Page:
The analysis is now running and we go to the ‘White Board’ Task to organise our displays and results. In this, all results are shown in a tree view. We simply double-click on the ‘3D’Autospectrum of Acc 1 and get the display shown in Fig. 2. The name ‘White Board’ indicates that whatever is put onto the screen stays there when you leave the task to go to another. The displayed colour contour clearly shows the vibration related to the orders of GG as well as the HP. Inspection of Fig. 2 shows that the 1st Order vibration is higher at cruising RPM than at climbing RPM so there is a1st Order GG problem and the plane needs to remain grounded until the problem has been identified.

Digging Deeper – Applying ‘Autotracker’ and ‘Order Analysis’

In PULSE 12 we have the Auto tracker with which we can estimate the GG RPM from the vibration signal. In turn, we can use this RPM as reference for an Order Analysis of the GG vibration signal.

So we return to the ‘Analyses’ Task (Fig. 1),and select Auto tracker and Order as further analyses of the Acc 1 signal. On inspection of the 1st order of the GG in the colour contour(Fig. 2), we find that the run-up ranges from idle at 14.5 Hz = 870 RPM to around 3300 RPM at full thrust and that the max. acceleration during the run is 50 RPM/s. We enter these values into the properties of the Auto tracker. We right-click on the Order Analyzer and set the Order Span to 40 to cover the GG blade passing frequency.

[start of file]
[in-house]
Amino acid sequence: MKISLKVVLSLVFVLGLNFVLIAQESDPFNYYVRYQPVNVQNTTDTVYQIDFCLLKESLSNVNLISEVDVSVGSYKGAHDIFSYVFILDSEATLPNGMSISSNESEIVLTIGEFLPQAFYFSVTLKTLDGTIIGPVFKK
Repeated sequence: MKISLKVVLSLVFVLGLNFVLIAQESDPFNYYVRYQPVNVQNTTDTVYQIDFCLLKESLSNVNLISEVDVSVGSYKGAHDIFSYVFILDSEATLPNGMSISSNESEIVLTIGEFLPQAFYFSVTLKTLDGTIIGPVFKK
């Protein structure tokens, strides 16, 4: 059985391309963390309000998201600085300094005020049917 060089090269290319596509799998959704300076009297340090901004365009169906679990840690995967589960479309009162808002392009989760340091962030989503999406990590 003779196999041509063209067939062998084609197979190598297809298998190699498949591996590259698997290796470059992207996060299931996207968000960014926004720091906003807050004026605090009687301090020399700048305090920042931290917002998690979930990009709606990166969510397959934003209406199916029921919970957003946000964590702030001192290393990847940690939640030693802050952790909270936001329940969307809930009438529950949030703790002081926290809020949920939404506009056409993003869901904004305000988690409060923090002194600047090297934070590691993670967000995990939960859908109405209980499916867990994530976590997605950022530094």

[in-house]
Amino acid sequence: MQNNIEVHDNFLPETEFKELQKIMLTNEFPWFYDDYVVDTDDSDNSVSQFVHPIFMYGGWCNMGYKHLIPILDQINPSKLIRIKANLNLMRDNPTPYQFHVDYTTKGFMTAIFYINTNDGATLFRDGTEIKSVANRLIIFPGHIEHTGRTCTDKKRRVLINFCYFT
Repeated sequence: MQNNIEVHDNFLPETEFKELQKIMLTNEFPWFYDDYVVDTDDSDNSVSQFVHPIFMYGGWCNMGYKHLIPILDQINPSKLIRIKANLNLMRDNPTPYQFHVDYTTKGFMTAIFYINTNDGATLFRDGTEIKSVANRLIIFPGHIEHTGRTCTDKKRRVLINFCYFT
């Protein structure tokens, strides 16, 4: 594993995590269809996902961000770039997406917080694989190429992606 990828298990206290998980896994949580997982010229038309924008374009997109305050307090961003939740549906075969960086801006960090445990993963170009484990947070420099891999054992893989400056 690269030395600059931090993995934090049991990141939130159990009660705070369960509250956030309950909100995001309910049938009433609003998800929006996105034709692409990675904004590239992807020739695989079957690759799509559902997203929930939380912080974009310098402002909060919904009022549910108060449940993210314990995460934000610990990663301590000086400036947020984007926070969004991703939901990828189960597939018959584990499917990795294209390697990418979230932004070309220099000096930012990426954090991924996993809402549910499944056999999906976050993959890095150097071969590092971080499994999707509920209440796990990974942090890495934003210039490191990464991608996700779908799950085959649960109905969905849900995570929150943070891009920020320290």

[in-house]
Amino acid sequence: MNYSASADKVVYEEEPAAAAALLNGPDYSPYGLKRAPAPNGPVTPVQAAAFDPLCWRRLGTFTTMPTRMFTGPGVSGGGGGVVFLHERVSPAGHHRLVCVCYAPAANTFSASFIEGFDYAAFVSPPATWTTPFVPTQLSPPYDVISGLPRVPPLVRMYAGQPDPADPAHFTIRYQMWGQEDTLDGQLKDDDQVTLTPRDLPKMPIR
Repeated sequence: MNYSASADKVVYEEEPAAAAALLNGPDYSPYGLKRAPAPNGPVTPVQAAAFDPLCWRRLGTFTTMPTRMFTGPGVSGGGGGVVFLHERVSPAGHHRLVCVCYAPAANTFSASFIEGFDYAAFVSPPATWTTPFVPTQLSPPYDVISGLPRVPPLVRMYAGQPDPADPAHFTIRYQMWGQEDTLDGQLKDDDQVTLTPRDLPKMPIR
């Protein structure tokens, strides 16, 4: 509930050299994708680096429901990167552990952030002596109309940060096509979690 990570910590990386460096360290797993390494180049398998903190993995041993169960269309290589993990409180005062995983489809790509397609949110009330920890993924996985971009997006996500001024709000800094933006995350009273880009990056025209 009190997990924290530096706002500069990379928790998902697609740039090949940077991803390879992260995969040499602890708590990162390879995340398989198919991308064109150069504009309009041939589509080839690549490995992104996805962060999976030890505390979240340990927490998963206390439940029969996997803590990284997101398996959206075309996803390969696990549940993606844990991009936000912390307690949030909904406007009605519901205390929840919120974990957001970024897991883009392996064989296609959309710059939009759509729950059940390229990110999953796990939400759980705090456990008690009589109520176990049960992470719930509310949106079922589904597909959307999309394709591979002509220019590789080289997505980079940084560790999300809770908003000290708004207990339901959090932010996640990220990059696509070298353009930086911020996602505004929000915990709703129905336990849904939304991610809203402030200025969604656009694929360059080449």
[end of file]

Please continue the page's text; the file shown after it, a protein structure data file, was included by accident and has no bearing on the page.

We then proceed to the ‘3D’ Task and check-in the Auto tracker and the Order Analyzer to contribute to the ‘3D-time’ buffer. We then check the Order Analyzer to deliver ‘Pre-Slices’. Via the ‘Pre-Slices’ cell we get to the properties and specify that we want the Order Analyzer to extract the 1st Order of the vibration of the GG, which is the result we seek. We press ‘Start’ and return to the ‘White board’ to inspect the results.


We already saw that the alarm was due to areal vibration problem (which turned out to be a problem with mounting). We hope that, with this example, we have illustrated how easy it is to set up a rather complex multi-analysis with Smart Start. All of it done from three tasks with a few mouse clicks. You can argue that it’s only a single-channel measurement! Yes, but to extend the analyses to cover as many channels as your front-end configuration supports, couldn’t be easier. Using Excel-like methods, that is, Copy, Paste and Drag ’n’ Fill, you simply extend analyses to cover the signals you want. System analysis? Check the ‘Ref’ cell in ‘Hardware Setup’ (Fig.1) and you get all the appropriate cross-functions. Fast and easy.